Star Trek (Remastered): “Tomorrow Is Yesterday”
Remastered Episode #29 (5/5/2007)
Original Episode #21 (1/26/1967)
After last week’s light-on-effects installment of Star Trek: Remastered, “Tomorrow Is Yesterday” provides the CBS Digital team the opportunity to show off a bit.
Though I unfortunately didn’t receive them in time for a preview article, I’ve intermixed pictures from CBS for this weekend’s episode with my review. Click on each picture to view larger versions.
After encountering a black star that hurls her across time and space, the Enterprise falls into a low Earth orbit, nearly out of control. The year: 1969. Just a week before the launch of Apollo 11.
The initial shot of the Enterprise in 1969 is somewhat disappointing. The tiny ship wobbles unrealistically, a little too reminiscent of the 1967 effect for my tastes.
After a return from the opening credits commercial break, though, CBS Digital more than makes up for the weak start with an awe-inspiring view of the Enterprise as she flies over the US midwest (below).
I’m sure that RiffTrax‘s Mike Nelson would call this “fanboy porn,” but if so I’m definitely a fanboy when it comes to TOS. I replayed this sequence several times before proceeding with the episode.
For me, this marks the true achievement of Star Trek: Remastered‘s potential, a chance to see the original Enterprise as we always imagined her. The new series has been a classic Trek fan’s dream come true.
Spotting the Enterprise on radar, the US Air Force sends up a jet fighter to intercept. As the crew regains control of the starship, Spock notes that the fighter’s nuclear weapons could prove a danger if the pilot were to open fire.
The Enterprise snags the fighter in a tractor beam, but the aircraft begins to break apart. With no other choice, they beam pilot John Christopher (Roger Perry) aboard.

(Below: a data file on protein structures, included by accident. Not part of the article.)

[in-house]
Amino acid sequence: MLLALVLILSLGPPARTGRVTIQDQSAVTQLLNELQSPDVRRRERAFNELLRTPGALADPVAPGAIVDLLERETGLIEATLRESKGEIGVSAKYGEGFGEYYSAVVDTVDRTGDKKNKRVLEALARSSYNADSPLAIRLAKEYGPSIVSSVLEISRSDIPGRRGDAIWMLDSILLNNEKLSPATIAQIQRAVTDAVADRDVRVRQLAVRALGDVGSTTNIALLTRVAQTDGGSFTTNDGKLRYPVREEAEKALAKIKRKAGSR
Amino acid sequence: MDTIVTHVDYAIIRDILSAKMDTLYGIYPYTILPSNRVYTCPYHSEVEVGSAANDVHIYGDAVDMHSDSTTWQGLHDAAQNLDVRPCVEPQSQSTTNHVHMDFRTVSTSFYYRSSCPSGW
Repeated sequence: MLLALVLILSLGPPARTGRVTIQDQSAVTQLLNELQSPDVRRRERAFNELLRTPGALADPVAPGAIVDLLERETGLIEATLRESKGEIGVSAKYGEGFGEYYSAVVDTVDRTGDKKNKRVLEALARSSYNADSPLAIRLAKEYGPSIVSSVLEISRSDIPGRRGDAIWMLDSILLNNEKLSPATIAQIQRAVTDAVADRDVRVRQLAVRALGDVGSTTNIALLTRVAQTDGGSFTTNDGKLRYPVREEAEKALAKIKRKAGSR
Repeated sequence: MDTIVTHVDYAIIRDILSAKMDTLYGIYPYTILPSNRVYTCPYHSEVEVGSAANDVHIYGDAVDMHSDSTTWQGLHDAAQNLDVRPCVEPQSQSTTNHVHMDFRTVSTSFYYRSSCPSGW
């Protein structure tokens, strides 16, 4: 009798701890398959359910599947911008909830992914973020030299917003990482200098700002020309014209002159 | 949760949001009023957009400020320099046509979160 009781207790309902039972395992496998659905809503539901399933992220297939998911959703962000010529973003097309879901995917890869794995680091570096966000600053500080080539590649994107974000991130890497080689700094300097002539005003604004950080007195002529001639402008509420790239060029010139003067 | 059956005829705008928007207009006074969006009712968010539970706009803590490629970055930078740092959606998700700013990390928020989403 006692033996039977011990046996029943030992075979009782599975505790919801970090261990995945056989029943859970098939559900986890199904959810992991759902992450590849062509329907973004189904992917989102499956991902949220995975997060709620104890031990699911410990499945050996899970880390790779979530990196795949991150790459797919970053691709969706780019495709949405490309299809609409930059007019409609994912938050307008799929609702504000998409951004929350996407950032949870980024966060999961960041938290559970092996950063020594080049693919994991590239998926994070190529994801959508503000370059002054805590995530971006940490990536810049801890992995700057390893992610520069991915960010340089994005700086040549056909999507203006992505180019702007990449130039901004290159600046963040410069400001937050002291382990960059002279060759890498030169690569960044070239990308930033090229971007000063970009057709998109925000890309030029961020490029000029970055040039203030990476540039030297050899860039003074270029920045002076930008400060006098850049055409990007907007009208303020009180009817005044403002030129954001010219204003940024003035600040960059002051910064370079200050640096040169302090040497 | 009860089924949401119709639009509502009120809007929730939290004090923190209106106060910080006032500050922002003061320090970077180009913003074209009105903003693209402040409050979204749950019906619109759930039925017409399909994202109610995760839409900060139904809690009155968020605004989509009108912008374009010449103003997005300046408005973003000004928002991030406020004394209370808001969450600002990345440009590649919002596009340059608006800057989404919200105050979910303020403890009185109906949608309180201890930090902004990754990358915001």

Throughout the episode are fantastic shots of the Enterprise orbiting Earth (including the one above). Though the pilot has been beamed aboard a ship from 300 years in the future, Kirk naturally decides to give Christopher a tour of the vessel, with no restrictions on what he learns.
As they enter the bridge, Christopher is relieved to find that Kirk is from Earth of the future, rather than an alien. “I never have believed in little green men,” says Christopher, who then looks up to see Mr. Spock for the first time.
“Nor have I,” replies the Vulcan.
There’s a bit of fun in this episode, as the ship’s computer has recently been reprogrammed on the female-dominated Cygnet XIV to respond as a flirty woman rather than in the normal monotone, much to Spock and Kirk’s dismay.
Kirk and Spock soon must deliver bad news to Christopher: he cannot return to Earth of 1969, for he has seen and heard too much about the future and could pose a danger to the timeline. There are other problems, though, for no one is sure how to return the Enterprise to the 23rd century.
Though it is a solid episode, “Tomorrow Is Yesterday” is not stellar. Parts of it drag on, including a subplot to retrieve footage of the Enterprise taken by Christopher’s aircraft while in flight. A subplot rendered meaningless by the episode’s conclusion, I might add.
The updated effects are mixed, alternating between unbelievably great and disappointingly mediocre. I’m not sure why there is such a marked difference, except perhaps for the issue that plagues all projects: lack of time. I will say that the good stuff here is terrific enough to make up for the mediocre. I am left with a feeling of awe, which is how Star Trek is supposed to be.
One aspect of Star Trek: Remastered that I have failed to highlight in previous reviews is the overall enhancement to the picture throughout each episode, not just the effects. Even compared to the 2004 DVDs, these newly broadcast versions have much more vibrant colors and a crisper look.
In many ways, “Tomorrow Is Yesterday” is the perfect episode for the Star Trek: Remastered concept. The original version suffered due to the limitations of the 1967 effects (one shot of the Enterprise leaving Earth had portions of the warp nacelles disappearing, for instance). Now, today is yesterday, and it is as if Remastered line producer Michael Okuda and crew were able to slingshot around the sun and give the 1967 team a bit of 2007 technology.
Dramatic Content: 7 (out of 10)
Effects Upgrades: 8
Overall Experience: 8
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